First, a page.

I love cars, whether they are steam powered old crocs from the Victorian era or modern supercars. I am, however, very aware that many people do not share my passion. Indeed there are many who have an irrational hatred for cars. The recent attempt by Green Party run Brighton Council to cancel the city’s famous 100-year-old speed trials is a manifestation of that.  As such it is imperative that those organising motoring events give no excuse to the car haters to further restrict our hobby.

I have been watching the London to Brighton veteran car run for many years. On the relevant Sunday in November I get up early, braving drizzle and cold, and head to the High Street in Crawley, Sussex,  the halfway stop for the veteran cars on the run from Hyde Park in London to Madeira Drive in Brighton.  Crawley is an uninspiring new town built around an old mediaeval core centred on the High Street. The town has suffered in the last decade or two, but has recently made a significant effort to regenerate its town centre. One of its showcase events has long been the London to Brighton run.  In years past the council has shut off traffic to the High Street allowing the veteran cars to pull up in front of the old George Hotel where the crews were able to take a well earned break and warm themselves up with coffee and hot chocolate. There was always  plenty of room for the public to come and watch, which they did in their hundreds. In addition the local scout troop set up a tea tent and served good value bacon sandwiches, earning funds for themselves and local charities and at the same time providing spectators with something hot on a usually bitterly cold day. The local radio station would also attend to broadcast live from high street and there was a real feeling of community engagement and pride in the event. The old cars looked great hissing and clanking past the medieval buildings and off on their journey to the South.

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The stop at Crawley as it used to be. Contrast with the image of the Honda garage below from this year.

 

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Good views for the public in previous years.

 

 

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The Scouts tea tent from previous years – great bacon sandwiches too!

I was horrified to find that this year the run would not be stopping on the High Street in Crawley. Instead it was stopping on the outskirts of Crawley at a Honda dealership. From there the cars would drive around the edge of Crawley bypassing the High Street. The local Council, MP and residents were naturally upset. I asked the RAC (who organise the run) what had caused the change. The cynical view of certain observers was that Honda as a sponsor had demanded more for their sponsorship – or had upped the level of their support. This was not denied and it was argued that without sponsor support the run could not happen.  Given that even the cheapest cars on the run now sell for over £60k I am not convinced that additional money from sponsors is that necessary. Putting the entry cost up would surely not deter too many of the well heeled owners for whom the annual run is often the only time they drive their veteran cars.  The RAC also argued that the facilities at the George Hotel were no longer adequate for the crews. Harrods, a new sponsor last year, had provided the catering from a gazebo and now presumably wanted better facilities.  This year they were able to take over all of the inside of the Honda showroom and provide covered seating for the crews. Given how poor the weather became on the day I expect this was welcome. But couldn’t a better temporary facility have been provided in the High Street?  Another argument put forward to support the change of location was the need for undercover areas for people to work on their cars.  Again I can see why that would be vital but the fact is a garage was always made available to crews in need of help on the approach to the town.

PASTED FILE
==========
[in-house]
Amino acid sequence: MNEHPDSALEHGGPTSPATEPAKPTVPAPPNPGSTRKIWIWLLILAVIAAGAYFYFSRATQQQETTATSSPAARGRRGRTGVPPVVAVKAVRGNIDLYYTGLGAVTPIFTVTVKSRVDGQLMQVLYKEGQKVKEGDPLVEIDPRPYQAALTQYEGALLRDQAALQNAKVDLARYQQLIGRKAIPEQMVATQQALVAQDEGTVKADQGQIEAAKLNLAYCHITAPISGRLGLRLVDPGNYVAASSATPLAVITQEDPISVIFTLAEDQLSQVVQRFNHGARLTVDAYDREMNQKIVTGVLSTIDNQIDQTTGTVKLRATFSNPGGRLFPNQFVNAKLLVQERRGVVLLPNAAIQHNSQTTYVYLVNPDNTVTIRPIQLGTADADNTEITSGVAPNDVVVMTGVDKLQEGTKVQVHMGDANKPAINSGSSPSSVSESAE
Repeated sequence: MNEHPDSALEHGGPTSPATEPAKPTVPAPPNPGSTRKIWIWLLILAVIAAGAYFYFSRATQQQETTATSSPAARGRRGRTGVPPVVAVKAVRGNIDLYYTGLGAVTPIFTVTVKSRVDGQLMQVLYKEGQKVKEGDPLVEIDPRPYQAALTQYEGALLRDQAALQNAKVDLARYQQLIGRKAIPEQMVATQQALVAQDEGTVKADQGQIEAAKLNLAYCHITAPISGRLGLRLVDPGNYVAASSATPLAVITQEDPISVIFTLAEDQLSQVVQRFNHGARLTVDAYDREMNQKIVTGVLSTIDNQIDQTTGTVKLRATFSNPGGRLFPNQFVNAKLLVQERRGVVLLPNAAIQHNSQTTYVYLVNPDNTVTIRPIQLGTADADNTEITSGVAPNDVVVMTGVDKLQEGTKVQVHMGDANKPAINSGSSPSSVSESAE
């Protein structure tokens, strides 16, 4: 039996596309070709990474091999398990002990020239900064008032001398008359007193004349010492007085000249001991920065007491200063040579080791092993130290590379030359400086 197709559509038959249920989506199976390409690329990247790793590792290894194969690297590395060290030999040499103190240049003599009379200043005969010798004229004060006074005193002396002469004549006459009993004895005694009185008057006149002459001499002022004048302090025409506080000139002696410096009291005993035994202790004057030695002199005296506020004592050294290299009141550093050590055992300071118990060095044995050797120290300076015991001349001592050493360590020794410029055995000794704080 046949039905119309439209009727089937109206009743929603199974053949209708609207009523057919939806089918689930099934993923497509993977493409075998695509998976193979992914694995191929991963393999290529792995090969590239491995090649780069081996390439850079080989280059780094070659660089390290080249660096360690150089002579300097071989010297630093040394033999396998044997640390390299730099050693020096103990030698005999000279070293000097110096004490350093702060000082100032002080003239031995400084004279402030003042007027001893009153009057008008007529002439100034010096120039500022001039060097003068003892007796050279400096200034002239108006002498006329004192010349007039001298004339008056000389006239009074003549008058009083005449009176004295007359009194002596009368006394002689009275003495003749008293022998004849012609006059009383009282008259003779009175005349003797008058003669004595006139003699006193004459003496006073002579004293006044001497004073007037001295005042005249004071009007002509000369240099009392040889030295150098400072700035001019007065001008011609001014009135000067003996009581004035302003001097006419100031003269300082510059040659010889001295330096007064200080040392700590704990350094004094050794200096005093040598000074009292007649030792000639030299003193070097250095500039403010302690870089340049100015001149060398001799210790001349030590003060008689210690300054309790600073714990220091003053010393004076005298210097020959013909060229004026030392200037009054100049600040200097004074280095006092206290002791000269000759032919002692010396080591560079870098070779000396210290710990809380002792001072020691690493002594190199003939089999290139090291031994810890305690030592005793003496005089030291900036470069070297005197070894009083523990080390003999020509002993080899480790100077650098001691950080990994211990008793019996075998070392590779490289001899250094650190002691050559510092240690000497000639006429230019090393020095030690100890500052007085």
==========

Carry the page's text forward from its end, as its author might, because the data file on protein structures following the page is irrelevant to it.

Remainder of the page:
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Crawley half way stop 2014. Not quite the Power of Dreams..

When I dutifully made my way to Crawley on the Sunday morning for the Run the net result of the changes to the stop off point were worse then I had expected. There was very little space for spectators and as a result numbers were substantially down. The Scouts were no longer able to sell their tea and bacon sandwiches and as a result a vital piece of engagement with the community had been lost. More practically, there were no refreshments at all for the spectators who were not permitted to visit the Harrods indoor facility. I met a party of Dutch and Belgian tourists who travel to the UK every year to see the run. They were very disappointed with the change and said they would not be coming back to Crawley. Since they had all stayed the night in a hotel in the town centre, the change will therefore also have a tangibly negative impact on the financial rewards the Run brings to the town. The overwhelming feeling amongst spectators I spoke to was that the London to Brighton Run appeared to have turned its back on Crawley.

The veteran car run does cause inconvenience to locals as roads are shut and traffic delayed and diverted. I would not be at all surprised if the council in Crawley decide to withdraw their support for the Run given the Run seems to have withdrawn its support of Crawley.

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